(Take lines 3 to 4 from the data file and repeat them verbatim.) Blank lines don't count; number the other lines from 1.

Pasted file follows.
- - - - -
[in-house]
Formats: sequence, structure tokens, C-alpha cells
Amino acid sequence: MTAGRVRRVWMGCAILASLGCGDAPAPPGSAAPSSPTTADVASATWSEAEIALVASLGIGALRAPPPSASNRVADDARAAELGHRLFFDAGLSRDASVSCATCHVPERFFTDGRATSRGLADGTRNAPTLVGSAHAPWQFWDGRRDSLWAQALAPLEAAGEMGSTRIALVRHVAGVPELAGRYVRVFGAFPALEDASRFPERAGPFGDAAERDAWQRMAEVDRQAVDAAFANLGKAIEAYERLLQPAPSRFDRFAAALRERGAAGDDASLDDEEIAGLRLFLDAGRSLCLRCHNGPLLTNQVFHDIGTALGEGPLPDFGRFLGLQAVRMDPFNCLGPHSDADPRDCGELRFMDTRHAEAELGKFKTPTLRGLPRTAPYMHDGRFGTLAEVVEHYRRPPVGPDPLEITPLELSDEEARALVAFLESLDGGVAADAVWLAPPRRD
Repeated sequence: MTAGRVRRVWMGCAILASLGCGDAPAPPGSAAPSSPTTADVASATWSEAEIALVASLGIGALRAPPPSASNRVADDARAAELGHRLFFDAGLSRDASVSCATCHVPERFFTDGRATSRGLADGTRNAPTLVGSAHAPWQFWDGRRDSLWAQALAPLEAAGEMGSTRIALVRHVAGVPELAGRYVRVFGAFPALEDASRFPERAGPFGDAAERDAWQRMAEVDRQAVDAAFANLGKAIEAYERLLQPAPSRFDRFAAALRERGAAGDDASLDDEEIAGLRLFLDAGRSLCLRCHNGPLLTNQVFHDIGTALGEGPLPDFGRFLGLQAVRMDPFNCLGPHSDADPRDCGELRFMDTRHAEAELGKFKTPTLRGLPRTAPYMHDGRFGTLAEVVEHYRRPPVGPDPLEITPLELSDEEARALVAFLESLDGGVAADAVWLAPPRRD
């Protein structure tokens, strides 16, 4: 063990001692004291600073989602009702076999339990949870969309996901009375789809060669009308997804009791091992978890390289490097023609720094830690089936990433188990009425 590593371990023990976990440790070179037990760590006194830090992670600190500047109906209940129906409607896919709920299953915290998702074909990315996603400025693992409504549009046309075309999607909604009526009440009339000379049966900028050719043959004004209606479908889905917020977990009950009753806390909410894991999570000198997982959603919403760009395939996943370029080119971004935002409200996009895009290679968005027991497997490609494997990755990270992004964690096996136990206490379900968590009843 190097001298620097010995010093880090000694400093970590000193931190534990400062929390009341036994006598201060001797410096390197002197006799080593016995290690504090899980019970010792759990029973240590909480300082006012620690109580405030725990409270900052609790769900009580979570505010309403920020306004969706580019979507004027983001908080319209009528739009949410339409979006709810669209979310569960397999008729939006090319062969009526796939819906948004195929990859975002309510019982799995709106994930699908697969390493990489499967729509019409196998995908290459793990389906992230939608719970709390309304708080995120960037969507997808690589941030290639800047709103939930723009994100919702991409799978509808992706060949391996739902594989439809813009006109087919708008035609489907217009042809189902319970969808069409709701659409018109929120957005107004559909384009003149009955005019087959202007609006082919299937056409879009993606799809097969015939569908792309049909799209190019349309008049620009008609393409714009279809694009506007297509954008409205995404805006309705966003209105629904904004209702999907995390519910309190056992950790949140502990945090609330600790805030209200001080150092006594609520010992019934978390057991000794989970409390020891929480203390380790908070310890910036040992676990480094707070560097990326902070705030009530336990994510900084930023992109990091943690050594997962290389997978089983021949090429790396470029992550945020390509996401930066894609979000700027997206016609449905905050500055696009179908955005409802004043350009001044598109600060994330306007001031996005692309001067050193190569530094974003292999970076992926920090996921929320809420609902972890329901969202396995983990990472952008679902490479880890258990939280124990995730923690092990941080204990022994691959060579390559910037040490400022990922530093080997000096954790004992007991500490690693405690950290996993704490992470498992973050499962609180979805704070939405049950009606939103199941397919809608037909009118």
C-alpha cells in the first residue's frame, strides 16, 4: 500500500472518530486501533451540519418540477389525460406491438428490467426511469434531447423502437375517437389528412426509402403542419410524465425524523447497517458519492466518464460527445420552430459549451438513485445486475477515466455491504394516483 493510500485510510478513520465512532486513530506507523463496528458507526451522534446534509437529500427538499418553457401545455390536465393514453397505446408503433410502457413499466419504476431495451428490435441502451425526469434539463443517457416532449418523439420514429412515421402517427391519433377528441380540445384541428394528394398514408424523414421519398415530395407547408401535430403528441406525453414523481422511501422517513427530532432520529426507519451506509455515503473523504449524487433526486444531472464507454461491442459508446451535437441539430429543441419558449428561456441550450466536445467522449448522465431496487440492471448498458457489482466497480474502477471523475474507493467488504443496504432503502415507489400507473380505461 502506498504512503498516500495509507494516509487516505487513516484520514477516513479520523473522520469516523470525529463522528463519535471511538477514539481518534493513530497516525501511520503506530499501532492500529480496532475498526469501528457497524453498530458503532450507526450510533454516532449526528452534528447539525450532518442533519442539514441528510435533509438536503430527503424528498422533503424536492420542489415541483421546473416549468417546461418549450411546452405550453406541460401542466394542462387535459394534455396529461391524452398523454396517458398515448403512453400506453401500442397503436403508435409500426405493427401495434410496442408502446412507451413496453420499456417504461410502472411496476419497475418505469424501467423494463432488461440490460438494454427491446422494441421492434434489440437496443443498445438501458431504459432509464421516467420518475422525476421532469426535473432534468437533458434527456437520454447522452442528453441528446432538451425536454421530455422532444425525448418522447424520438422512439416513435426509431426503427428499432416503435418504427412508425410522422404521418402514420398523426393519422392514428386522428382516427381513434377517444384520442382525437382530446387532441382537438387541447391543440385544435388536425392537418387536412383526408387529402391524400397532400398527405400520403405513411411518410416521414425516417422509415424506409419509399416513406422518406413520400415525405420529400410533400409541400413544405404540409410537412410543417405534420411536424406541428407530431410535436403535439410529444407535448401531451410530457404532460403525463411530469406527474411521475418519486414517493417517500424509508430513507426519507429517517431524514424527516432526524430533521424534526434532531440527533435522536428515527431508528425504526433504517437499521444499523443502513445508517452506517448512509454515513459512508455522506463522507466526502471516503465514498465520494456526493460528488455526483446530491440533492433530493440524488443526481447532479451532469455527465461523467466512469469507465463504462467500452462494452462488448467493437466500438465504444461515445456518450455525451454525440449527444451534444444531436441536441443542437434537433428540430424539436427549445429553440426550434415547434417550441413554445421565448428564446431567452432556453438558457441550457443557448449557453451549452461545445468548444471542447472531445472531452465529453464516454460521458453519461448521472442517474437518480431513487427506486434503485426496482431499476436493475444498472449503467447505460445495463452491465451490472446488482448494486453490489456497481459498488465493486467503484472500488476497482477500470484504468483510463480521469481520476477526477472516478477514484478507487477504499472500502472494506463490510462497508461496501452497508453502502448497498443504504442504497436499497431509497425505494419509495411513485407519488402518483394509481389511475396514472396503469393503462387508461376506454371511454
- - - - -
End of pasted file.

Amino acid sequence: MTAGRVRRVWMGCAILASLGCGDAPAPPGSAAPSSPTTADVASATWSEAEIALVASLGIGALRAPPPSASNRVADDARAAELGHRLFFDAGLSRDASVSCATCHVPERFFTDGRATSRGLADGTRNAPTLVGSAHAPWQFWDGRRDSLWAQALAPLEAAGEMGSTRIALVRHVAGVPELAGRYVRVFGAFPALEDASRFPERAGPFGDAAERDAWQRMAEVDRQAVDAAFANLGKAIEAYERLLQPAPSRFDRFAAALRERGAAGDDASLDDEEIAGLRLFLDAGRSLCLRCHNGPLLTNQVFHDIGTALGEGPLPDFGRFLGLQAVRMDPFNCLGPHSDADPRDCGELRFMDTRHAEAELGKFKTPTLRGLPRTAPYMHDGRFGTLAEVVEHYRRPPVGPDPLEITPLELSDEEARALVAFLESLDGGVAADAVWLAPPRRD
Repeated sequence: MTAGRVRRVWMGCAILASLGCGDAPAPPGSAAPSSPTTADVASATWSEAEIALVASLGIGALRAPPPSASNRVADDARAAELGHRLFFDAGLSRDASVSCATCHVPERFFTDGRATSRGLADGTRNAPTLVGSAHAPWQFWDGRRDSLWAQALAPLEAAGEMGSTRIALVRHVAGVPELAGRYVRVFGAFPALEDASRFPERAGPFGDAAERDAWQRMAEVDRQAVDAAFANLGKAIEAYERLLQPAPSRFDRFAAALRERGAAGDDASLDDEEIAGLRLFLDAGRSLCLRCHNGPLLTNQVFHDIGTALGEGPLPDFGRFLGLQAVRMDPFNCLGPHSDADPRDCGELRFMDTRHAEAELGKFKTPTLRGLPRTAPYMHDGRFGTLAEVVEHYRRPPVGPDPLEITPLELSDEEARALVAFLESLDGGVAADAVWLAPPRRD